Castellanos went 1-4 with a home run against the Mets on Wednesday. Castellanos has had a solid season so far but has been particularly hot since joining the Cubs at the trade deadline and owns a 1.114 OPS with his newest team. Part of Castellanos' success has likely been the pitch mix he's faced (more than 60% of the pitches he's seen in August have been fastballs, compared to around 50% in May, June, and July -- the league average usage is 45%), but he's also done a better job laying off of offspeed pitches (which he struggles to hit) and has posted a season best hard hit rate (by far). As a result, Castellanos has posted some impressive (but unsustainable) numbers including a 7.9% home run rate and a .418 BABIP. Castellanos won't stay this hot over the rest of the year, but if he continues to be more patient at the plate and if pitchers continue to attack him with fastballs (which likely won't happen), then he should continue to post better than his full season numbers going forward. Sill, Castellanos should reasonably be expected to be only slightly better than he's been all year as his pitch by pitch performance hasn't changed much (with the exception of offspeed pitches, which could fuel some legitimate improvement if sustained) and the increased frequency of fastballs has driven a large part of his recent hot streak.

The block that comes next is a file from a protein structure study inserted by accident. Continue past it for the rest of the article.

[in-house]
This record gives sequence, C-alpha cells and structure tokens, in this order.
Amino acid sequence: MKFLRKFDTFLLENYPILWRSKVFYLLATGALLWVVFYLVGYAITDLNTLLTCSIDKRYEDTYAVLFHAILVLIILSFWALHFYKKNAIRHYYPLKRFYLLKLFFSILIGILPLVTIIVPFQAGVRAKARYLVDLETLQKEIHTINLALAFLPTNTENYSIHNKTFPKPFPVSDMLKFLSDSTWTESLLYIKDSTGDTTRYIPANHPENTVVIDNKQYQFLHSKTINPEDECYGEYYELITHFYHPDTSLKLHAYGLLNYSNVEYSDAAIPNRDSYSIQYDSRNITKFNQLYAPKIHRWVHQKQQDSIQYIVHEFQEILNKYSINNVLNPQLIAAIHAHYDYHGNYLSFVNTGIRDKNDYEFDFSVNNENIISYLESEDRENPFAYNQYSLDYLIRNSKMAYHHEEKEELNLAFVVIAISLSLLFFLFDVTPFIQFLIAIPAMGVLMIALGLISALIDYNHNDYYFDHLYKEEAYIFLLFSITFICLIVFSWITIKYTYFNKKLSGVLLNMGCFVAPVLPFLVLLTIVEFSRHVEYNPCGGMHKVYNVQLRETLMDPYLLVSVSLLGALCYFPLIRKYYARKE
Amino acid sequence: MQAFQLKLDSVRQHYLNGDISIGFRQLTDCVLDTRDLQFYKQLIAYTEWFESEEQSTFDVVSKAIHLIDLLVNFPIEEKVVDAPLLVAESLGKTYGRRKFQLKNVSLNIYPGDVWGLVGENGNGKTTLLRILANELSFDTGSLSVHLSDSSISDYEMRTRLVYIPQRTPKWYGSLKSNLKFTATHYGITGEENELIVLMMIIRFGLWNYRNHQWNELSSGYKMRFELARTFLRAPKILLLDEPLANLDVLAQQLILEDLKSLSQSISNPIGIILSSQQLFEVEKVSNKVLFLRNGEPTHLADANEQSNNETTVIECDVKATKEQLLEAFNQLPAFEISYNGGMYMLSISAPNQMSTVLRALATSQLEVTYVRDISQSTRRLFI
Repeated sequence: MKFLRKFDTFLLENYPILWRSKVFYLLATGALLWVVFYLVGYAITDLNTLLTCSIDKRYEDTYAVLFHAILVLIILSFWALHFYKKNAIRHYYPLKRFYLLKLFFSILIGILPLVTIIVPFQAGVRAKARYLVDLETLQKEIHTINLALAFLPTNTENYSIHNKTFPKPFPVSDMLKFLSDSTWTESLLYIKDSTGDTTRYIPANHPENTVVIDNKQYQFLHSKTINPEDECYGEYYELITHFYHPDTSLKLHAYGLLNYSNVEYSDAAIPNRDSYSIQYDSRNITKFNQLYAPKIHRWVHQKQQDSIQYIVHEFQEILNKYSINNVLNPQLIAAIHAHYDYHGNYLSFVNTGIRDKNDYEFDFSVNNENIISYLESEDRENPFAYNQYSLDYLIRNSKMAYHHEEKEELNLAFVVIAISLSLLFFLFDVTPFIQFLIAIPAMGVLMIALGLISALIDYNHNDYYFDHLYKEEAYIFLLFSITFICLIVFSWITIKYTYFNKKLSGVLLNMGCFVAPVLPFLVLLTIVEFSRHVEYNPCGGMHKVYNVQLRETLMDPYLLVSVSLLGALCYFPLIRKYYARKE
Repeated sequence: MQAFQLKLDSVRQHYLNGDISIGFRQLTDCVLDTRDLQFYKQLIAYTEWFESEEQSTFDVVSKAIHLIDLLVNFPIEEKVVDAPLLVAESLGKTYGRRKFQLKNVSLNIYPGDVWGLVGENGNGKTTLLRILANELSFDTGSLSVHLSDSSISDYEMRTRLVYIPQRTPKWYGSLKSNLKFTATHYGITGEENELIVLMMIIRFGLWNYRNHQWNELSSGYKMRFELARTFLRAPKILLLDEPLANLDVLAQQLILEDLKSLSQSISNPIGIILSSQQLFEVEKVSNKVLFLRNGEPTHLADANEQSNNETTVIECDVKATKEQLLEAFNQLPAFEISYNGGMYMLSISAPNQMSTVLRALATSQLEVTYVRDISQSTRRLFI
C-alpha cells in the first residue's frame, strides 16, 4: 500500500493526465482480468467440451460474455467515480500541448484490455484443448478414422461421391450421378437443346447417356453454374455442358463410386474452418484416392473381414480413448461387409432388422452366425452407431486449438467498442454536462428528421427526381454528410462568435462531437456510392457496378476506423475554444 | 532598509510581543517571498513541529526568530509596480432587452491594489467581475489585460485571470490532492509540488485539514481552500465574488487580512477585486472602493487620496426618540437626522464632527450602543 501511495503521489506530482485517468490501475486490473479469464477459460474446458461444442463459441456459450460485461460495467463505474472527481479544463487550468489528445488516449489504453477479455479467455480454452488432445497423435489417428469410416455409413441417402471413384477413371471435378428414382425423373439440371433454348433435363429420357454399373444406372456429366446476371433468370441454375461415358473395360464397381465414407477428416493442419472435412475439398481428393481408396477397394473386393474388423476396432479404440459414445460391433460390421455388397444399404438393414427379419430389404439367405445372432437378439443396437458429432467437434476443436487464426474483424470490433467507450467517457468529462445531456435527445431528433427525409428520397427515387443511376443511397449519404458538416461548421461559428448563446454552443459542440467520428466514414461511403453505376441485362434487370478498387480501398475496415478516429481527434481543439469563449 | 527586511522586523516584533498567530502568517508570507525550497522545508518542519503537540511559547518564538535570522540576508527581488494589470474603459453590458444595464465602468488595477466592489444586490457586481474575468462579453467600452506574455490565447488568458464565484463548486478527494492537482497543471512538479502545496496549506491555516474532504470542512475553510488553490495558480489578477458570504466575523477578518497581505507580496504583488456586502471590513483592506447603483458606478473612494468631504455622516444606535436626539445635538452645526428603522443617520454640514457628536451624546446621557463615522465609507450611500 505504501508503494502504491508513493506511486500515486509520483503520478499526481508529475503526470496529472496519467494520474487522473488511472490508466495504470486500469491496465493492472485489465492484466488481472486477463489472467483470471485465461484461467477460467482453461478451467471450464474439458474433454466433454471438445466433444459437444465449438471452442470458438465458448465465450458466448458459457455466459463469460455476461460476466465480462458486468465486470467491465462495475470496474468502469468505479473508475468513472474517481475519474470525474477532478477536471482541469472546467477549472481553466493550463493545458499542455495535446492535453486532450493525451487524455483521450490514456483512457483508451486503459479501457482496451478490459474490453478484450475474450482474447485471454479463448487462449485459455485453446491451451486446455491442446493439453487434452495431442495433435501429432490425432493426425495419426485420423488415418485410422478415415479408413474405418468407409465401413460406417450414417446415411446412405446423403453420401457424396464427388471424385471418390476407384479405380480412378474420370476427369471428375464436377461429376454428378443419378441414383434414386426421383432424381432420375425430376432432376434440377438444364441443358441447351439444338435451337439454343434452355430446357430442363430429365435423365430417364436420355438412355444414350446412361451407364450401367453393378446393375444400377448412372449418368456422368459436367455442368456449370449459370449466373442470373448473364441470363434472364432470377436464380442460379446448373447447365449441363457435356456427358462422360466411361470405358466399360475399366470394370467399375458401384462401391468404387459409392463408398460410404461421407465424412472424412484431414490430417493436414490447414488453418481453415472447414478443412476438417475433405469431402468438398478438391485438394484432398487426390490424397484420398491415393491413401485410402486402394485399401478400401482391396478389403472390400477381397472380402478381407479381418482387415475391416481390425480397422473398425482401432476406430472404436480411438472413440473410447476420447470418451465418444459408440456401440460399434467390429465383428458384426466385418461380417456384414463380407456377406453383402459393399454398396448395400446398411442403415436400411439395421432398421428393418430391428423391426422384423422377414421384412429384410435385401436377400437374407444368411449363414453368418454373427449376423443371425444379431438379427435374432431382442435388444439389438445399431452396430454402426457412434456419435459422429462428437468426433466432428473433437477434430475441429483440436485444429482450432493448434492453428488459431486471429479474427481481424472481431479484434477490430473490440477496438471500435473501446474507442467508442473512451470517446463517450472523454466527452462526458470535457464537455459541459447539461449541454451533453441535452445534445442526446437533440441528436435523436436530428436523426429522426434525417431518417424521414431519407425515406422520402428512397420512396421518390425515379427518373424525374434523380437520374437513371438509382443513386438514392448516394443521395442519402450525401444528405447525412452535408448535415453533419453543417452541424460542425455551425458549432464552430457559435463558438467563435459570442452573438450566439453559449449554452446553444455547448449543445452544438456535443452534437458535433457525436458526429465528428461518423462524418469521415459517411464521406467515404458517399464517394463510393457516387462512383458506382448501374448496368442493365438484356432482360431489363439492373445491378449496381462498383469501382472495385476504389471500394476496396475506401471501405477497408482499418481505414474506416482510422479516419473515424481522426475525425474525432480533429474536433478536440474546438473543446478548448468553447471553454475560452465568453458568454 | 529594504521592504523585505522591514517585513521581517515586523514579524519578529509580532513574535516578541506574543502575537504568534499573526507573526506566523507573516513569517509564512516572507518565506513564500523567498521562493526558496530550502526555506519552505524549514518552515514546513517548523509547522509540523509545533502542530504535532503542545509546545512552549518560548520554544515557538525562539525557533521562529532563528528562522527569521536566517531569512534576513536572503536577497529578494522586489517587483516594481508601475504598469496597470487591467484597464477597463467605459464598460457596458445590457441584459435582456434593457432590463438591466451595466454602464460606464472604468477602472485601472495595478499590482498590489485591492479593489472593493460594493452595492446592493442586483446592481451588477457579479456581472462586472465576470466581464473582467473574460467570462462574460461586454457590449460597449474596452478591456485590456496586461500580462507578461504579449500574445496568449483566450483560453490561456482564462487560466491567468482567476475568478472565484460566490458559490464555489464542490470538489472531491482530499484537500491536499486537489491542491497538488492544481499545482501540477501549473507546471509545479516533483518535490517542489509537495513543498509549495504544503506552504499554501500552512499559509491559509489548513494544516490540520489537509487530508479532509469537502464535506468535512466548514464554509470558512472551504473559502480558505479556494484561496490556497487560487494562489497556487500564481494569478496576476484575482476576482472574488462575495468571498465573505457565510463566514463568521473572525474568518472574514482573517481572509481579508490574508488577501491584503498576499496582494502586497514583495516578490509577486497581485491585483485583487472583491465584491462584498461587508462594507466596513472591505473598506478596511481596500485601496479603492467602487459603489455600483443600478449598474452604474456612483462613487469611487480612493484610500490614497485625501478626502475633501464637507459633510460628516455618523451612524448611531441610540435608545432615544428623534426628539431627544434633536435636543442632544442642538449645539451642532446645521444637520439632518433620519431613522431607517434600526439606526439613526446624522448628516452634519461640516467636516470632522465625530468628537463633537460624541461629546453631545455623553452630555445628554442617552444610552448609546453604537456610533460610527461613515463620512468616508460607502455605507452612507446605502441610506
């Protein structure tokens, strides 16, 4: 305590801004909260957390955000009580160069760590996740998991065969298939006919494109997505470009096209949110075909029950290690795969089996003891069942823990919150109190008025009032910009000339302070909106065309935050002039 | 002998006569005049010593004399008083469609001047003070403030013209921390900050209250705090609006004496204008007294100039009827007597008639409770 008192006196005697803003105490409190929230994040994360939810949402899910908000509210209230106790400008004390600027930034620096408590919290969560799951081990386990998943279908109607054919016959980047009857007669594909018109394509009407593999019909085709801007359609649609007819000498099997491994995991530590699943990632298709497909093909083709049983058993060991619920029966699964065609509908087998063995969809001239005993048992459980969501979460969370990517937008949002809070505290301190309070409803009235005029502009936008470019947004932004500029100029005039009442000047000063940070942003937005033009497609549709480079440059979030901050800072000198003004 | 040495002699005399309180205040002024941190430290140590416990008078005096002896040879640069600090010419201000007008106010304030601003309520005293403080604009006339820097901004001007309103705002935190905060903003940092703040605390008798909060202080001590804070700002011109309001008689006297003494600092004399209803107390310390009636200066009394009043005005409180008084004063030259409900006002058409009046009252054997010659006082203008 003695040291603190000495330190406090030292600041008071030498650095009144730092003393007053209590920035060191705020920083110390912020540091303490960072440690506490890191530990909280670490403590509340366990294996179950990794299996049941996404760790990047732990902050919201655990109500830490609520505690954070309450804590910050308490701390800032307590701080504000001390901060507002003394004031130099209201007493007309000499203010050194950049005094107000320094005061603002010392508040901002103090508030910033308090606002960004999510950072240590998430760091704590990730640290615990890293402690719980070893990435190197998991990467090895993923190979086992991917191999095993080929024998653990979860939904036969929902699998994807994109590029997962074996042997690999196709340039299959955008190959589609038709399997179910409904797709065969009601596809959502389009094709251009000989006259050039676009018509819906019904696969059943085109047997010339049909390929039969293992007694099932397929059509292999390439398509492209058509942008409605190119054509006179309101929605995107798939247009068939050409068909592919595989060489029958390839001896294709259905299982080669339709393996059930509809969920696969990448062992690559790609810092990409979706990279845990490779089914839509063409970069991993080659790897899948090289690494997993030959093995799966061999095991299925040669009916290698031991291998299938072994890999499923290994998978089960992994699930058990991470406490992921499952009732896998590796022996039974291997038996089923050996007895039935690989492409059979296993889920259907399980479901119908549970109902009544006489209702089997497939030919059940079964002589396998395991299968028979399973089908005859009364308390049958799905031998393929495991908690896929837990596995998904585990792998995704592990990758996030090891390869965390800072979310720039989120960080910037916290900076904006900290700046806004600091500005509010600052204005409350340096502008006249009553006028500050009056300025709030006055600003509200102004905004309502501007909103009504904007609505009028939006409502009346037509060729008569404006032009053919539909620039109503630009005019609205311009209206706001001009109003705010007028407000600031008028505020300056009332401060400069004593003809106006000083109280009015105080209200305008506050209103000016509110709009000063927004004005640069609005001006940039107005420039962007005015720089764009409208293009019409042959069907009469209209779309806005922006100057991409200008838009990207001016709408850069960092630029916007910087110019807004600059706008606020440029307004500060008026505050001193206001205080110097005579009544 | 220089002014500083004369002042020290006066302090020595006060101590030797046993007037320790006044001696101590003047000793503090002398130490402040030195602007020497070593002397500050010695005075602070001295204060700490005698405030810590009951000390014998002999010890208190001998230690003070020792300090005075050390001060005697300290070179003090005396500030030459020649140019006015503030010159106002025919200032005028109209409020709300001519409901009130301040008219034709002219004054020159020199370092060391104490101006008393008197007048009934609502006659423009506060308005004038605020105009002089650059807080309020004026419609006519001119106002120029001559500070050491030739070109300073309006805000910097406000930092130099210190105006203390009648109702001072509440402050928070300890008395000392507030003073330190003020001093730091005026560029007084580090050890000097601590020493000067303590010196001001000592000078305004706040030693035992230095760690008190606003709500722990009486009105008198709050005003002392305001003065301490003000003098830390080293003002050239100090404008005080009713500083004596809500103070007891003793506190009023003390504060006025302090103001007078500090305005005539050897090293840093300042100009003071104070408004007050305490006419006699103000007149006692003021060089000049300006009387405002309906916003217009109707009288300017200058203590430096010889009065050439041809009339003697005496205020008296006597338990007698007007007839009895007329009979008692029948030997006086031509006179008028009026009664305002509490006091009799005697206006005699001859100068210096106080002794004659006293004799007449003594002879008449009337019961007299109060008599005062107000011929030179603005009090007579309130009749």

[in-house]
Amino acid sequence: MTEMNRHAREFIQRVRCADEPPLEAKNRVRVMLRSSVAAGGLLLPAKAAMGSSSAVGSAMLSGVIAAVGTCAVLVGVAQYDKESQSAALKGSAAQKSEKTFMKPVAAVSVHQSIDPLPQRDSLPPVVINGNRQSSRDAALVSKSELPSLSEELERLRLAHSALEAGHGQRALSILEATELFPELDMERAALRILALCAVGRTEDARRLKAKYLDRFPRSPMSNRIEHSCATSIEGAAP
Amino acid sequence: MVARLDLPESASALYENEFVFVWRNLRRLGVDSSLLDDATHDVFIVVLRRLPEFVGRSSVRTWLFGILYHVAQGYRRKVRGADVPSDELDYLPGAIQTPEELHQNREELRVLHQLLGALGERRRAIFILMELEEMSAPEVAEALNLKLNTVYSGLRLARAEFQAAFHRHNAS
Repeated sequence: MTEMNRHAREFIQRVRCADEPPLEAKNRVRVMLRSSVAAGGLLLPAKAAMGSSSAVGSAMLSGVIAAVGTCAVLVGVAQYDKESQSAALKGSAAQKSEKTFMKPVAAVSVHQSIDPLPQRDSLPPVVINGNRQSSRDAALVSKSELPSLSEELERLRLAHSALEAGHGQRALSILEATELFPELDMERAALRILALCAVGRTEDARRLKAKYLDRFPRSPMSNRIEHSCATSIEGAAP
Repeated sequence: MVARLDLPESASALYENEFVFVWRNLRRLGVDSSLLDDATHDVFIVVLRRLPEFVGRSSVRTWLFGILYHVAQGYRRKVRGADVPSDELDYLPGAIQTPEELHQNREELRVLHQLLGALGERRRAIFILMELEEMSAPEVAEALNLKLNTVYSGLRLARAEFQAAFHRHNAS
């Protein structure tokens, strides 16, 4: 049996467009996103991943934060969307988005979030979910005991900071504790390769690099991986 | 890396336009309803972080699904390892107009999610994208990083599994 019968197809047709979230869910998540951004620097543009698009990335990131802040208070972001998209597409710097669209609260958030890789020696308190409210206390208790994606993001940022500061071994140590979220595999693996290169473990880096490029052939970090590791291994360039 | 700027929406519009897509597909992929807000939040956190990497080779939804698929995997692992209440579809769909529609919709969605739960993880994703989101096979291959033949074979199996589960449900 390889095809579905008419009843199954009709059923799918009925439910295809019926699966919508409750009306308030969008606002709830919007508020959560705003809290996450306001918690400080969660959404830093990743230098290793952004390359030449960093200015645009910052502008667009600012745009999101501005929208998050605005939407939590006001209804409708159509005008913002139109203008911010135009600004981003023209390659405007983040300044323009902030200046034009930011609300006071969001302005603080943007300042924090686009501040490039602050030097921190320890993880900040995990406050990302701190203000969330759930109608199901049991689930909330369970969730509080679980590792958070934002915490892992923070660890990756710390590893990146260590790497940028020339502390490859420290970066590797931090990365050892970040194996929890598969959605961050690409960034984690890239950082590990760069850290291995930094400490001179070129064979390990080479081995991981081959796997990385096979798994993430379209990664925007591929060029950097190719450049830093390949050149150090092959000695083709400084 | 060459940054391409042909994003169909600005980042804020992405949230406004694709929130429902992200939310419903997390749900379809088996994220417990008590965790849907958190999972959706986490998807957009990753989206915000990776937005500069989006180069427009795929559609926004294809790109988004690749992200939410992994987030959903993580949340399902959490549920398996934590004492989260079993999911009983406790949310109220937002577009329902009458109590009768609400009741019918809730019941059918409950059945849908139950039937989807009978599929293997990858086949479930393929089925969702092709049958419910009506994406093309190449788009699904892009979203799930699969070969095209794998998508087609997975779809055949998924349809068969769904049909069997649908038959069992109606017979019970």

Flaherty allowed three runs (two earned) over six innings with seven strikeouts against the Brewers on Wednesday. After enduring a rough start to the season that saw him post a 4.64 ERA in the first half, Flaherty has bounced back in a big way and took a sparkling 0.73 ERA in his first eight second half starts. Flaherty's primary adjustment was related to his pitch mix; over the past two months, Flaherty's slider usage has jumped to 31.9% from 26.7% while his fastball usage has dropped to 46.8% from 51.3%, and his strikeout rate and batted ball quality have improved as a result. In addition, each of Flaherty's pitches have seen their performance improve (particularly in terms of hard hit rate, but many of his pitches have improved in whiffs/swing as well), indicating that he's figured out whatever may have been troubling him earlier this year. Flaherty has been a little lucky (in five August starts he's posted a .191 BABIP), but fantasy owners should expect a strong finish to the season from the 23-year-old.
Berti went 0-4 with a pair of strikeouts against the Reds on Wednesday. Berti has played well for the Marlins this year, and the 29-year-old quietly offers solid power to all fields, a strong plate approach, and double digit steal potential. With a 44.1% Stacast hard hit rate and an 88.1 MPH average exit velocity, Berti's power numbers are better than average (and combined with his scattered batted ball distribution help keep his BABIP high), and his 23.7% o-swing rate and 9% swinging strike rate keep his strikeout rate in check. Berti's most obvious significant flaw is his ground ball rate; with a 1.34 GB/FB ratio, Berti's extra base hit rate sits at a pedestrian 8.3% despite his solid power, and his heavy ground ball profile limits his overall upside. Still, Berti should be counted on to deliver solid but unexceptional numbers with decent long term potential if he can start hitting more fly balls and line drives.